Having created a clamor within the GOP conference, and the conservative base, over Obama's use of executive power, Republicans now must satisfy the consequent appetite to do something about it. Suing Obama is meant to do that. The goal is to be head-turning enough to simultaneously address coalition management obligations--calm restive conservatives, keep the base energized--and serve as a relief valve for the building pressure to draw up articles of impeachment.
The risk is that it'll whet rather than diminish the right's appetite for impeachment. But Boehner doesn't have much choice. You can't gin up this much outrage over Obama's actions, and then do nothing to stop him, when the Constitution provides you so many tools to do just that.
Much of the building pressure for impeachment has come not only from congressional Republicans, but from conservative media figures, whose calls for impeachment have been a steady drumbeat since Obama took office.
Several conservative media figures are floating the idea of impeaching President Obama over the recent release of Sgt. Bowe Bergdahl.
Numerous right-wing activists, media figures, and politicians have been trying to drum up a reason to impeach Obama ever since he took office more than five years ago. National Review writer and former federal prosecutor Andrew McCarthy released a new book today on subject, endeavoring to explain the "political case" for impeaching the president. In making his case, McCarthy rehashes a wide number of well-worn supposed scandals from the Obama administration. Fittingly, McCarthy has also been at the forefront of the latest calls for impeachment, arriving right as his book hits the shelves.
In comments on June 2 to the Daily Mail's website, the Mail Online, McCarthy reportedly called the exchange of Taliban figures for Bergdahl a "high crime and misdemeanor," because, he claimed, the administration did not sufficiently notify Congress of the planned transfer. The Mail article was quickly highlighted on the Drudge Report.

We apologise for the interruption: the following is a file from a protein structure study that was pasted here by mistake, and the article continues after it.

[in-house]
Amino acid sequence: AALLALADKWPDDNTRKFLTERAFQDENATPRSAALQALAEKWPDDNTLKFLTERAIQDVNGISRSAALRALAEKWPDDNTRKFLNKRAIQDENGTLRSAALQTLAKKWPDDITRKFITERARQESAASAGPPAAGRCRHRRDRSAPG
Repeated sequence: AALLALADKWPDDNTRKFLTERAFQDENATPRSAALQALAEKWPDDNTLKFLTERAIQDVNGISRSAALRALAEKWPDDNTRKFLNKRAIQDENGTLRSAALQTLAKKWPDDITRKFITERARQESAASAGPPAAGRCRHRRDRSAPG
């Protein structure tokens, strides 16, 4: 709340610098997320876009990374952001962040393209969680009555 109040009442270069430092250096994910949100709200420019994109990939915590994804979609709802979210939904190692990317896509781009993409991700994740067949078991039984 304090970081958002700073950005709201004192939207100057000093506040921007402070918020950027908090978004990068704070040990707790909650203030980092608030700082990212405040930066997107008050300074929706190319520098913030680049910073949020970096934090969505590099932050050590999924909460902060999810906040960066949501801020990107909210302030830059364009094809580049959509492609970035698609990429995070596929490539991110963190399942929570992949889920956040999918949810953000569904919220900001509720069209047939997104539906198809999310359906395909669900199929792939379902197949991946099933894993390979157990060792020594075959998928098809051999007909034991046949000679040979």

Appearing on Fox & Friends the next morning, Fox News judicial analyst Andrew Napolitano said Obama "may very well have committed a federal crime by giving material assistance to a terrorist organization." Fox & Friends co-host Steve Doocy responded by plugging McCarthy's book and pointing to his comments to the Mail Online about impeachment. Napolitano added that it was a "very, very valid argument that people are going to start talking about."
Later in the day, Fox News' Outnumbered host Sandra Smith asked "does this become an impeachable offense" and highlighted Napolitano's claim that "this breaks federal law."
Fox News contributor Allen West posted on his website, "the U.S. House of Representatives should file articles of impeachment against Barack Hussein Obama." He continued, "I submit that Barack Hussein Obama's unilateral negotiations with terrorists and the ensuing release of their key leadership without consult -- mandated by law -- with the U.S. Congress represents high crimes and misdemeanors, an impeachable offense."
From the March 31 edition of Fox News' The Kelly File: